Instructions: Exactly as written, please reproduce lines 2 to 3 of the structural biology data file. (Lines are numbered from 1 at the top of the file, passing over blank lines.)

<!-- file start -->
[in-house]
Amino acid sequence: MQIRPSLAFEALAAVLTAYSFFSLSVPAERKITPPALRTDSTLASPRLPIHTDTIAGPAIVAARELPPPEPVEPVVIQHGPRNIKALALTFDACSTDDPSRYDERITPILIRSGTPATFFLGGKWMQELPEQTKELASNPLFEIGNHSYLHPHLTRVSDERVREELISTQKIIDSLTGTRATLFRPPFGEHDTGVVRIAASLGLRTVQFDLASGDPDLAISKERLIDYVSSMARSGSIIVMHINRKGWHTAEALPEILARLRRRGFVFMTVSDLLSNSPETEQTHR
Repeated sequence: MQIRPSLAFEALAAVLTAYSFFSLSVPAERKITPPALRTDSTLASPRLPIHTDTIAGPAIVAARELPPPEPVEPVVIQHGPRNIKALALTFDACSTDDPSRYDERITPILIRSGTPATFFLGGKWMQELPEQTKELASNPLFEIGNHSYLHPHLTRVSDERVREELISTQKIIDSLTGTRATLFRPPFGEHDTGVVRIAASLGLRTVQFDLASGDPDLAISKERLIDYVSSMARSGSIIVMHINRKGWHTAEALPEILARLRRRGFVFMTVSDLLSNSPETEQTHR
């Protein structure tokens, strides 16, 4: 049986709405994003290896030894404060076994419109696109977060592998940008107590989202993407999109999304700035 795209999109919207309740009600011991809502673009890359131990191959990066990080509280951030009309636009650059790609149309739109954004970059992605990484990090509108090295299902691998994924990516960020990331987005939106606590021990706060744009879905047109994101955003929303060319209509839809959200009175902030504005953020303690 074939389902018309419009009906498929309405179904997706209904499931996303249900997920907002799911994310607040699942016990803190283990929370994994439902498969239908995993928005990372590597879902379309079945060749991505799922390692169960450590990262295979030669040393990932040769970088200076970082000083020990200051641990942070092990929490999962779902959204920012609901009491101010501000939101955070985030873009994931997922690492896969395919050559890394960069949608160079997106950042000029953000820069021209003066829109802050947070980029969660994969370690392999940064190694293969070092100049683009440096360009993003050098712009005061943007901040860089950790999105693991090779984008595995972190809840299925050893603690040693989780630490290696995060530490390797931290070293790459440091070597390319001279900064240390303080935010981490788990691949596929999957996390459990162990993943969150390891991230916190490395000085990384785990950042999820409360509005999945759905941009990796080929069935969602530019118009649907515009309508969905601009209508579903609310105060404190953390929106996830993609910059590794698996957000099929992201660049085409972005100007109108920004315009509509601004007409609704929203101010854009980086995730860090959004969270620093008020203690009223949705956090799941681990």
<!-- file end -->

Amino acid sequence: MQIRPSLAFEALAAVLTAYSFFSLSVPAERKITPPALRTDSTLASPRLPIHTDTIAGPAIVAARELPPPEPVEPVVIQHGPRNIKALALTFDACSTDDPSRYDERITPILIRSGTPATFFLGGKWMQELPEQTKELASNPLFEIGNHSYLHPHLTRVSDERVREELISTQKIIDSLTGTRATLFRPPFGEHDTGVVRIAASLGLRTVQFDLASGDPDLAISKERLIDYVSSMARSGSIIVMHINRKGWHTAEALPEILARLRRRGFVFMTVSDLLSNSPETEQTHR
Repeated sequence: MQIRPSLAFEALAAVLTAYSFFSLSVPAERKITPPALRTDSTLASPRLPIHTDTIAGPAIVAARELPPPEPVEPVVIQHGPRNIKALALTFDACSTDDPSRYDERITPILIRSGTPATFFLGGKWMQELPEQTKELASNPLFEIGNHSYLHPHLTRVSDERVREELISTQKIIDSLTGTRATLFRPPFGEHDTGVVRIAASLGLRTVQFDLASGDPDLAISKERLIDYVSSMARSGSIIVMHINRKGWHTAEALPEILARLRRRGFVFMTVSDLLSNSPETEQTHR